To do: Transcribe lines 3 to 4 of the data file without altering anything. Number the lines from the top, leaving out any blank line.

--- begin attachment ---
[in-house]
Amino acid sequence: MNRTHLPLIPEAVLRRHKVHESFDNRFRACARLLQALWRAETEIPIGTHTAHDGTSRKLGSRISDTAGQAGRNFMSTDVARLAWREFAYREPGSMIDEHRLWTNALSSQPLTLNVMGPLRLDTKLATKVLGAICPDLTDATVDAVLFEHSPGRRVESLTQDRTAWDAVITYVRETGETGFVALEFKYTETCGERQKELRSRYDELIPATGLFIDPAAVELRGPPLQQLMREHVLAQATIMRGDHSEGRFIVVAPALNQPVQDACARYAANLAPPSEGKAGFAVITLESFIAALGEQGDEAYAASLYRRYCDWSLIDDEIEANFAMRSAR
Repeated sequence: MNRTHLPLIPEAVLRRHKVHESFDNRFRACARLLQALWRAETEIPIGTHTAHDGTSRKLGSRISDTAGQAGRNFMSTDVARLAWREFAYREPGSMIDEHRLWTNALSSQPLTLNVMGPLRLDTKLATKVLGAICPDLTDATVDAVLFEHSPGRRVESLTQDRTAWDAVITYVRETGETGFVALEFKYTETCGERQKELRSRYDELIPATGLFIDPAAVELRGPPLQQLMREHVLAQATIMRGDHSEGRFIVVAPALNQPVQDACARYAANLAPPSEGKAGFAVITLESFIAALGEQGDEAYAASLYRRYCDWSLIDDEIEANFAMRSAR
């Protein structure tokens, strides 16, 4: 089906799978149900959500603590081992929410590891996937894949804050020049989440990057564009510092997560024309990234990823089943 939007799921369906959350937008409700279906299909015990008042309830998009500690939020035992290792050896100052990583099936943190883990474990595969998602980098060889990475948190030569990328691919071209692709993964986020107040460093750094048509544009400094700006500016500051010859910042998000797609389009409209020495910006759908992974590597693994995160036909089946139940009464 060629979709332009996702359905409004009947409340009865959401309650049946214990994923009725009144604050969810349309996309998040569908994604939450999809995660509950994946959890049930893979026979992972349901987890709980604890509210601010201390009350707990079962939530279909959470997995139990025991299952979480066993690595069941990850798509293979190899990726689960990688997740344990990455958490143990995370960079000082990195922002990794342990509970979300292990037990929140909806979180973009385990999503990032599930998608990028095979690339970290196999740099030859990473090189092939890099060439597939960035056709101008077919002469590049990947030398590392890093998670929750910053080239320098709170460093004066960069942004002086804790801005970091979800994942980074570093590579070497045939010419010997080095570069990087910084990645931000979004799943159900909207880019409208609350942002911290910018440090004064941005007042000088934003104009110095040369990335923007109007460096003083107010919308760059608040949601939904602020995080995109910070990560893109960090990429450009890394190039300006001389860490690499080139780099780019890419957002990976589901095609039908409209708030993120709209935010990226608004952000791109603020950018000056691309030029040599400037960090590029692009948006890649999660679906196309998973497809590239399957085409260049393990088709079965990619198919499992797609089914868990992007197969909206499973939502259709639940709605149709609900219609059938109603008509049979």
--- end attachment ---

Repeated sequence: MNRTHLPLIPEAVLRRHKVHESFDNRFRACARLLQALWRAETEIPIGTHTAHDGTSRKLGSRISDTAGQAGRNFMSTDVARLAWREFAYREPGSMIDEHRLWTNALSSQPLTLNVMGPLRLDTKLATKVLGAICPDLTDATVDAVLFEHSPGRRVESLTQDRTAWDAVITYVRETGETGFVALEFKYTETCGERQKELRSRYDELIPATGLFIDPAAVELRGPPLQQLMREHVLAQATIMRGDHSEGRFIVVAPALNQPVQDACARYAANLAPPSEGKAGFAVITLESFIAALGEQGDEAYAASLYRRYCDWSLIDDEIEANFAMRSAR
């Protein structure tokens, strides 16, 4: 089906799978149900959500603590081992929410590891996937894949804050020049989440990057564009510092997560024309990234990823089943 939007799921369906959350937008409700279906299909015990008042309830998009500690939020035992290792050896100052990583099936943190883990474990595969998602980098060889990475948190030569990328691919071209692709993964986020107040460093750094048509544009400094700006500016500051010859910042998000797609389009409209020495910006759908992974590597693994995160036909089946139940009464 060629979709332009996702359905409004009947409340009865959401309650049946214990994923009725009144604050969810349309996309998040569908994604939450999809995660509950994946959890049930893979026979992972349901987890709980604890509210601010201390009350707990079962939530279909959470997995139990025991299952979480066993690595069941990850798509293979190899990726689960990688997740344990990455958490143990995370960079000082990195922002990794342990509970979300292990037990929140909806979180973009385990999503990032599930998608990028095979690339970290196999740099030859990473090189092939890099060439597939960035056709101008077919002469590049990947030398590392890093998670929750910053080239320098709170460093004066960069942004002086804790801005970091979800994942980074570093590579070497045939010419010997080095570069990087910084990645931000979004799943159900909207880019409208609350942002911290910018440090004064941005007042000088934003104009110095040369990335923007109007460096003083107010919308760059608040949601939904602020995080995109910070990560893109960090990429450009890394190039300006001389860490690499080139780099780019890419957002990976589901095609039908409209708030993120709209935010990226608004952000791109603020950018000056691309030029040599400037960090590029692009948006890649999660679906196309998973497809590239399957085409260049393990088709079965990619198919499992797609089914868990992007197969909206499973939502259709639940709605149709609900219609059938109603008509049979």